Old Pregnant Hags, Love, and Life By Jasie Stokes

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I am becoming an expert in zombie culture, and horror is my thing. I can work with horror. I can read it and I know a lot about it. Sometimes I forget that I know it so well and I feel like I don't have any particular knowledge with anything else, and sometimes I think "Great job, Jasie. You've become a horror expert. Now people will take you seriously"--all thought in quite a sarcastic and cutting tone. There's so much to learn and know and I feel like I'll never get it all. But that is why I have also been trained as an expert student. I don't have to know everything; I just have to be able to understand what other people say and know and be able to use their knowledge to support my theories.

I kind of like being an expert in horror films because now when I watch them they are so much more enjoyable. I've been trying to verse myself in all the antecedents of Shaun of the Dead because it is a film that takes cues not only from Romero's films, but also from movies like Evil Dead II, American Werewolf in London, Reanimator, and Dead Alive (akaBraindead). The Halloween season is my favorite because it makes watching all of these wonderful horror films feel a little more appropriate. I've watched Dead Alive twice in the last two days. It was done by Peter Jackson in 1992, and it makes me have an immense amount more respect for the guy who did Lord of the Rings (a series that I have to admit bored me to tears). The man is clearly a visionary.

Dead Alive is a film about a boy who lives with his mother and who falls in love with a girl and has difficulty cutting the apron strings, even after his mother has turned into a zombie, even after his zombie mother has tried to kill him and his girlfriend, even after his zombie mother has turned the entire town into zombies. The film is a melodramatic slap stick love story that becomes more and more believable as the two lovers become more and more drenched in blood and viscera. I kept thinking of Buster Keaton being attacked by zombies. There is one point when our hero, Lionel, is trying to run from a horde of zombies. Only, the tile floor is drenched in blood and he simply runs in place as he slips on the blood. This lasts for a good long minute and is hilarious.

I also kept thinking of Mikhail Bakhtin and his theory of the grotesque and the carnivalesque. For Bakhtin the medieval carnival was an opportunity for order to be restored to communities through the state sanctioned disorder of a carnival where social hierarchies would be undermined and people would be free to express their most carnal drives. After the big party people would go home feeling satisfied and regenerated and continue life without any thoughts of rebellion nor any bit of mistrust or dissatisfaction for the state. All would be back into its proper order. The grotesque played a big role in this because the carnival was about the body and physical desires and it was also about rebirth. Thefore, the lower parts of the body were emphasized: the loins, the stomach, the womb; sex, consumption and defecation, and menstration, birth and death. When we think of grotesque we usually think of one or more of these elements. Because so much of the essentials of life are focused in this area and carnival was about all of these elements we find that grotesque language and imagery is essential in the regenerative effects of carnival. For instance, Bakhtin points out that one of the images often seen were little carved figurines of an old, pregnant hag. She represented pregnant death; the opportunity for birth and life to come out of something old and dead; life not yet formed but promised.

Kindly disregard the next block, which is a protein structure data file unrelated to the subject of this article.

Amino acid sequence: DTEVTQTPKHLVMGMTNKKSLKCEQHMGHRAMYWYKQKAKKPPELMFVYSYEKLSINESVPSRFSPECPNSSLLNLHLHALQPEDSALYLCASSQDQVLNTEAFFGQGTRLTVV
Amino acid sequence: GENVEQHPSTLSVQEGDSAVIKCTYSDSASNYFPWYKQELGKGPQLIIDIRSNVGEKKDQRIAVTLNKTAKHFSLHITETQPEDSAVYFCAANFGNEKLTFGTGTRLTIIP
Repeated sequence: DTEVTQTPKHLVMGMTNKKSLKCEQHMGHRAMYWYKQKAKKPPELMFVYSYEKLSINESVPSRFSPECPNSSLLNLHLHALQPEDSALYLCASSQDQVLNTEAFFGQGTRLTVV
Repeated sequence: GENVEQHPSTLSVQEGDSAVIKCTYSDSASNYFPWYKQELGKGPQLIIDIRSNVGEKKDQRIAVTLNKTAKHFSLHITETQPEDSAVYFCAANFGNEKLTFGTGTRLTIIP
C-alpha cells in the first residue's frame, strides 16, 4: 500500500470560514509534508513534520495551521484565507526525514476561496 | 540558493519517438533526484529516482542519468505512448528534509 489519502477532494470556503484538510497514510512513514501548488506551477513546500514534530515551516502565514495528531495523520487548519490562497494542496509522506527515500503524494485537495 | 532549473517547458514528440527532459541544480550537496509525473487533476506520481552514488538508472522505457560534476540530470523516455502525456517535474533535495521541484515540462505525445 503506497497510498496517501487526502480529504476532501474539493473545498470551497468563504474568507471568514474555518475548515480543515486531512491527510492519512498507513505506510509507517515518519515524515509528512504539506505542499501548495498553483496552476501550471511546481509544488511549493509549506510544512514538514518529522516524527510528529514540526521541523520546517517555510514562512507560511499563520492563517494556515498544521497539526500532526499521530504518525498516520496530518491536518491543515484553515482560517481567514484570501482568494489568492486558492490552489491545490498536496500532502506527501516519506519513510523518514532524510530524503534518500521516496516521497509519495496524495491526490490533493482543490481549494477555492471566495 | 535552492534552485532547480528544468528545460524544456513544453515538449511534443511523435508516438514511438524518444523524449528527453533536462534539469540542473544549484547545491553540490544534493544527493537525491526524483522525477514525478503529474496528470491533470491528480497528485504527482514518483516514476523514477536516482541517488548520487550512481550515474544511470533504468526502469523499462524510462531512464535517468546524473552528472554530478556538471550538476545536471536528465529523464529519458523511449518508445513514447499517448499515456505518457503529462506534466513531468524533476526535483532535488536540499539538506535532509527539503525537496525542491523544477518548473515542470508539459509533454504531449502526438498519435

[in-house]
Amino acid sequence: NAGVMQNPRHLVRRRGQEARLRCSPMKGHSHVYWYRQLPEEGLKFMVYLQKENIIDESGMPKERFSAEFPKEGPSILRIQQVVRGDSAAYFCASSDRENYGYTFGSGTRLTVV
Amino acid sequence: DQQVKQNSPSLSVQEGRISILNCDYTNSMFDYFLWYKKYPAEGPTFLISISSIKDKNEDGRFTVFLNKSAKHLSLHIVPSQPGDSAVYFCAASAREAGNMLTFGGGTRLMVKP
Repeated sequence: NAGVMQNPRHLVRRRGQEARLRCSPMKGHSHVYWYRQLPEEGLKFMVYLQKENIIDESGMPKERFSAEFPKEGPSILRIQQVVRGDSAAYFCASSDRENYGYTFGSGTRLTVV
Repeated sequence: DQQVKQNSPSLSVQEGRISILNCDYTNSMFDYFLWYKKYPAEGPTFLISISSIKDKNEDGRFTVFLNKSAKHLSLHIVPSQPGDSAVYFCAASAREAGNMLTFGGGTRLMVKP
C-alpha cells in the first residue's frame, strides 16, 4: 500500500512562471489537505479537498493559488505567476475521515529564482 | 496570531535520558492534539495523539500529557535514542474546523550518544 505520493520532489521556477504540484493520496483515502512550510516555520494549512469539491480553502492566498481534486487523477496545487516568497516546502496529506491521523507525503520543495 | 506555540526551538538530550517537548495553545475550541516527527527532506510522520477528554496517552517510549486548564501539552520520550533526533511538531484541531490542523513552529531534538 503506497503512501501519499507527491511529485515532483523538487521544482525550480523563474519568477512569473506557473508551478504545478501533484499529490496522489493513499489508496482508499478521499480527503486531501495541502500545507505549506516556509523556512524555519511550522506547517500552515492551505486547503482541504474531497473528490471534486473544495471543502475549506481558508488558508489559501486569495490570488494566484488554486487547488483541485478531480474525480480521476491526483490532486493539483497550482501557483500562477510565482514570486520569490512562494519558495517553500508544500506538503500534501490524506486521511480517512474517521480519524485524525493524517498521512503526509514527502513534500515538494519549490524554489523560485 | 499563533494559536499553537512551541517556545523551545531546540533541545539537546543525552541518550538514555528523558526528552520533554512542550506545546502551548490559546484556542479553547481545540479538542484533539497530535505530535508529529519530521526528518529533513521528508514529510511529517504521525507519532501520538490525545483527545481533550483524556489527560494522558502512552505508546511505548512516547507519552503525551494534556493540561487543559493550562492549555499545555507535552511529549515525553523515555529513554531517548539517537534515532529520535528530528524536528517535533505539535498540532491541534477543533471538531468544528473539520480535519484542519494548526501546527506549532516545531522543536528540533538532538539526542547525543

Dead Alive is a grotesque carival. There is a strong emphasis on the oozing, bleeding, and consumptive parts of the body. Blood and viscera abound; zombies have sex (which in all of my zombie research I have never seen before) and and procreate, actually making a zombie baby. Then of course the zombies eat human flesh. The most grotesque and fascinating part of the film, however, is when Lionel's mother actually turns into Bakhtin's old, pregnant hag. She mutates into a 20 foot tall version of these carvings with sagging breasts and overaly stated tummy and thies. She is the grotesque mother goddess, and she literally consumes her son back into her grotesque womb. He has to break through her flesh and become in a very literal sense reborn, and it is in this rebirth that Lionel becomes a new man and can finally let go of his mother.

With the comedy, the grotesque images and the love story I found that the carnival in Dead Alive accomplished just what Bakhtin said it would. I felt good after the film, regenerated, happy and better for watching it. This is why I believe horror films are not evil and are worth looking in to and experiencing. Life is tied up in death. Life begins with blood and viscera and pain and often times it ends that way. I think its important to remember this and try to see what lessons we can learn from experiencing it again through the medium of art. We may just become better people.

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Good article. I had seen Dead Alive once, but at the time didn't get past how disgusting it was, to consider how the grotesque elements were being used.

The article could use a little proofreading and editing, but I'd like to see more from Jasie Stokes.